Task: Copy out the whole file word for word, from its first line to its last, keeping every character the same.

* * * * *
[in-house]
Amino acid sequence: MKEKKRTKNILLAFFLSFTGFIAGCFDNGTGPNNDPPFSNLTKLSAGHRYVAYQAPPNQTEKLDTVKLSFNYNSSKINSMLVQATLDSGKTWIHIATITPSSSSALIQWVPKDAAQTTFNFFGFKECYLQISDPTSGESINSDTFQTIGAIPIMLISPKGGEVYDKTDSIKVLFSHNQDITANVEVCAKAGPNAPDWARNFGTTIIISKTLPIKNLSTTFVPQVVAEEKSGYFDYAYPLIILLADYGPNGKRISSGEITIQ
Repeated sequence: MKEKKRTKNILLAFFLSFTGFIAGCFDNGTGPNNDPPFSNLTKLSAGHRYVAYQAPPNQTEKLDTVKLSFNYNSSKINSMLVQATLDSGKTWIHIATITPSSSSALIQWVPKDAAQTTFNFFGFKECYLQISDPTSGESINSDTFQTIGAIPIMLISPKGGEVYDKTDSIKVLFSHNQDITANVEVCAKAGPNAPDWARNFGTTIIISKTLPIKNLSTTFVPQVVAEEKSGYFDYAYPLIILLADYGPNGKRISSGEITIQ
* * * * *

[in-house]
Amino acid sequence: MKEKKRTKNILLAFFLSFTGFIAGCFDNGTGPNNDPPFSNLTKLSAGHRYVAYQAPPNQTEKLDTVKLSFNYNSSKINSMLVQATLDSGKTWIHIATITPSSSSALIQWVPKDAAQTTFNFFGFKECYLQISDPTSGESINSDTFQTIGAIPIMLISPKGGEVYDKTDSIKVLFSHNQDITANVEVCAKAGPNAPDWARNFGTTIIISKTLPIKNLSTTFVPQVVAEEKSGYFDYAYPLIILLADYGPNGKRISSGEITIQ
Repeated sequence: MKEKKRTKNILLAFFLSFTGFIAGCFDNGTGPNNDPPFSNLTKLSAGHRYVAYQAPPNQTEKLDTVKLSFNYNSSKINSMLVQATLDSGKTWIHIATITPSSSSALIQWVPKDAAQTTFNFFGFKECYLQISDPTSGESINSDTFQTIGAIPIMLISPKGGEVYDKTDSIKVLFSHNQDITANVEVCAKAGPNAPDWARNFGTTIIISKTLPIKNLSTTFVPQVVAEEKSGYFDYAYPLIILLADYGPNGKRISSGEITIQ